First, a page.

Abide in Me, and I in You--John 15:4
When a new graft is placed in a
vine and it abides there, there is a twofold process that takes
place. The first is in the wood. The graft shoots its little roots
and fibers down into the stem, and the stem grows up into the
graft, and what has been called the structural union is effected.
The graft abides and becomes one with the vine, and even though
the vine were to die, would still be one wood with it. Then there
is the second process, in which the sap of the vine enters the
new structure, and uses it as a passage through which sap can
flow up to show itself in young shoots and leaves and fruit. Here
is the vital union. Into the graft which abides in the stock,
the stock enters with sap to abide in it.
When our Lord says: "Abide
in me, and I in you," He points to something analogous to
this. "Abide in me": that refers more to that which
we have to do. We have to trust and obey, to detach ourselves
from all else, to reach out after Him and cling to Him, to sink
ourselves into Him. As we do this, through the grace He gives,
a character is formed, and a heart prepared for the fuller experience:
"I in you," God strengthens us with might by the Spirit
in the inner man, and Christ dwells in the heart by faith.
Many believers pray and long very
earnestly for the filling of the Spirit and the indwelling of
Christ, and wonder that they do not make more progress. The reason
is often this, the "I in you" cannot come because the
"abide in me" is not maintained. "There is one
body and one spirit"; before the Spirit can fill, there must
be a body prepared. The graft must have grown into the stem, and
be abiding in it before the sap can flow through to bring forth
fruit. It is as in lowly obedience we follow Christ, even in external
things, denying ourselves, forsaking the world, and even in the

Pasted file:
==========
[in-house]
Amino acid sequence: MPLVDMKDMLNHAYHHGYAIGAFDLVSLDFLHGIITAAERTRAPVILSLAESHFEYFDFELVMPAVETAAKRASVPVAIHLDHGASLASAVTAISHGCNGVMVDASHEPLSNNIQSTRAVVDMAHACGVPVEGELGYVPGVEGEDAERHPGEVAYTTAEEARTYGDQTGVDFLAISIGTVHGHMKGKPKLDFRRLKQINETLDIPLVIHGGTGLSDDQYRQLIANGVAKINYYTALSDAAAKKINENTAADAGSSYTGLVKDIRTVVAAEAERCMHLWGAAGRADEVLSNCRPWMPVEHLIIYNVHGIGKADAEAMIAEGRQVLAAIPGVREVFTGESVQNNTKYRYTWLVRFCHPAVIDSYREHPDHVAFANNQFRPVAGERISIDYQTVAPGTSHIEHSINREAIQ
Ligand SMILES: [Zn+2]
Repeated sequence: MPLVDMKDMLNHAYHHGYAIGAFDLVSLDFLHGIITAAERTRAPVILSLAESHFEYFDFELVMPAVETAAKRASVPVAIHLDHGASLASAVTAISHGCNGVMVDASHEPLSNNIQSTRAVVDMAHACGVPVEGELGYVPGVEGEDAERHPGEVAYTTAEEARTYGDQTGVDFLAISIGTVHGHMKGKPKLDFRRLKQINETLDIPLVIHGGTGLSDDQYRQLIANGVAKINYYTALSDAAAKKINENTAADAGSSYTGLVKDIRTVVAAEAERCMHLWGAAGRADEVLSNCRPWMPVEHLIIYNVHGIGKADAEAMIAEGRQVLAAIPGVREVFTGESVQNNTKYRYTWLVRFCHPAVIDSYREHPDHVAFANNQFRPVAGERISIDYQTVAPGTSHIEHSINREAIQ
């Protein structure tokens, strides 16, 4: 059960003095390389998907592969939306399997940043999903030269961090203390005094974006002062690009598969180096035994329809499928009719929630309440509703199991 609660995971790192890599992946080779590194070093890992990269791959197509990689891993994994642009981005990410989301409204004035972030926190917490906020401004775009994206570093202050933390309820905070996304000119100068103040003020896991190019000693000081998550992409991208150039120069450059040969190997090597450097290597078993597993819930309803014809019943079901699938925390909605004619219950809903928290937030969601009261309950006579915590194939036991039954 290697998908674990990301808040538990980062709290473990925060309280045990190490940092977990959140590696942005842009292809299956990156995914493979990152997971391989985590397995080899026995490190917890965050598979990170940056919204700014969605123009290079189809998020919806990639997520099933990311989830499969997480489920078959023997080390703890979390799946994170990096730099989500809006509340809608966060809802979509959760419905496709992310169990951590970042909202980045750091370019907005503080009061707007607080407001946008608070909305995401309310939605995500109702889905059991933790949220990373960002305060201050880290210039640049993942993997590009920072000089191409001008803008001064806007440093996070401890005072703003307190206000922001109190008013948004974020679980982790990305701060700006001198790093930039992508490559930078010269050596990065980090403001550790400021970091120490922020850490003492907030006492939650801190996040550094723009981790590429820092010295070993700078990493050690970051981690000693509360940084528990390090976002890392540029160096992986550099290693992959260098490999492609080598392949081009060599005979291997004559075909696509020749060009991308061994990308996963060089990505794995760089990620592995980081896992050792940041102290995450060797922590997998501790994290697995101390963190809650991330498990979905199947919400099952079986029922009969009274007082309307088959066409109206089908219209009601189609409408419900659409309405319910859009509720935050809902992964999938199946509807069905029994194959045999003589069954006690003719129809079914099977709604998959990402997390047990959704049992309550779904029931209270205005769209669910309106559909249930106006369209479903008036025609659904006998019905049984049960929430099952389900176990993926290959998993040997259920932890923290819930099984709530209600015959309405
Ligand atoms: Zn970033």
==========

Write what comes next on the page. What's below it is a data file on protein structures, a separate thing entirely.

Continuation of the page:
body seeking to be conformable to Him, as we thus seek to abide
in Him, that we shall be able to receive and enjoy the "I
in you." The work enjoined on us: "Abide in me,"
will prepare us for the work undertaken by Him: "I in
In--The two parts of the injunction
have their unity in that central deep-meaning word "in."
There is no deeper word in Scripture. God is in all. God dwells
in Christ. Christ lives in God. We are in Christ. Christ is in
us: our life taken up into His; His life received into ours; in
a divine reality that words cannot express, we are in Him and
He in us. And the words, "Abide in me and I in you,"
just tell us to believe it, this divine mystery, and to count
upon our God the Husbandman, and Christ the Vine, to make it divinely
true. No thinking or teaching or praying can grasp it; it is a
divine mystery of love. As little as we can effect the union can
we understand it. Let us just look upon this infinite, divine,
omnipotent Vine loving us, holding us, working in us. Let us in
the faith of His working abide and rest in Him, ever turning heart
and hope to Him alone. And let us count upon Him to fulfill in
us the mystery: "Ye in me, and I in you."
Blessed Lord, Thou dost bid me abide
in Thee. How can I, Lord, except Thou show Thyself to me, waiting
to receive and welcome and keep me? I pray Thee show me how Thou
as Vine undertaketh to do all. To be occupied with Thee is to
abide in Thee. Here I am, Lord, a branch, cleansed and abiding--resting
in Thee, and awaiting the inflow of Thy life and grace.
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